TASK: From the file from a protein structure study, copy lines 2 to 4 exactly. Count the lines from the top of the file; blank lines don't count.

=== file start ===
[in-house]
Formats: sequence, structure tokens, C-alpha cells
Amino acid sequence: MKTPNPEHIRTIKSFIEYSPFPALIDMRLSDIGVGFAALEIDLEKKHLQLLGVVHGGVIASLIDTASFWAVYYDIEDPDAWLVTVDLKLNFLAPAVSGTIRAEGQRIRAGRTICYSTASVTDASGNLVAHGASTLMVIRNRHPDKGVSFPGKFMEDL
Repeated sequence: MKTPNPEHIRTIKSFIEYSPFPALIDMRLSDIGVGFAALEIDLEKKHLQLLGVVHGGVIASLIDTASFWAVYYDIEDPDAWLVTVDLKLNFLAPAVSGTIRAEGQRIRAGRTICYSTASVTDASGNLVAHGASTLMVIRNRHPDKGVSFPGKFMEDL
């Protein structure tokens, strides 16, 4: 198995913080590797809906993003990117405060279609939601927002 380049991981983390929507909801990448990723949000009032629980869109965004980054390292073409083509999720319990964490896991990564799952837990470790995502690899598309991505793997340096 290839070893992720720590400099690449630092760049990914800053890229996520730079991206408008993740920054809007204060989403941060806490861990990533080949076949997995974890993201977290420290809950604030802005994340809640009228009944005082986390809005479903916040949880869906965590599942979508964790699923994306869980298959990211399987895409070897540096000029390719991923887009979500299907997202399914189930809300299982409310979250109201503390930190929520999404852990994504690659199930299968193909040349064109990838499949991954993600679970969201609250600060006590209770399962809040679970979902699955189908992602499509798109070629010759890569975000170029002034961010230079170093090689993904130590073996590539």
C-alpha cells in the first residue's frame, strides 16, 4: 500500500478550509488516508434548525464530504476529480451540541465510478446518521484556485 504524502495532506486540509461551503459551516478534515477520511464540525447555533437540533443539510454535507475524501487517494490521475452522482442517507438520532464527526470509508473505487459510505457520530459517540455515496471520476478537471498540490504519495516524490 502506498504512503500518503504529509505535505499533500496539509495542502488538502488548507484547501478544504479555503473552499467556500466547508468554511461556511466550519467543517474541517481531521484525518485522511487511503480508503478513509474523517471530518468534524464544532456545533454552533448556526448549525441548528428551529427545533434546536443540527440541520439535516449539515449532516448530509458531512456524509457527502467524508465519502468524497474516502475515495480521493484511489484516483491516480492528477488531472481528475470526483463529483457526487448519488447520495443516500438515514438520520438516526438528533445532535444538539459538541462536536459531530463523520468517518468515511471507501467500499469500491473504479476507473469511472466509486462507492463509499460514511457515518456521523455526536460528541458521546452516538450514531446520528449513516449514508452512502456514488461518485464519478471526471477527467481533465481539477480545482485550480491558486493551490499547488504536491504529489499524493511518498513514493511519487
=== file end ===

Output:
Formats: sequence, structure tokens, C-alpha cells
Amino acid sequence: MKTPNPEHIRTIKSFIEYSPFPALIDMRLSDIGVGFAALEIDLEKKHLQLLGVVHGGVIASLIDTASFWAVYYDIEDPDAWLVTVDLKLNFLAPAVSGTIRAEGQRIRAGRTICYSTASVTDASGNLVAHGASTLMVIRNRHPDKGVSFPGKFMEDL
Repeated sequence: MKTPNPEHIRTIKSFIEYSPFPALIDMRLSDIGVGFAALEIDLEKKHLQLLGVVHGGVIASLIDTASFWAVYYDIEDPDAWLVTVDLKLNFLAPAVSGTIRAEGQRIRAGRTICYSTASVTDASGNLVAHGASTLMVIRNRHPDKGVSFPGKFMEDL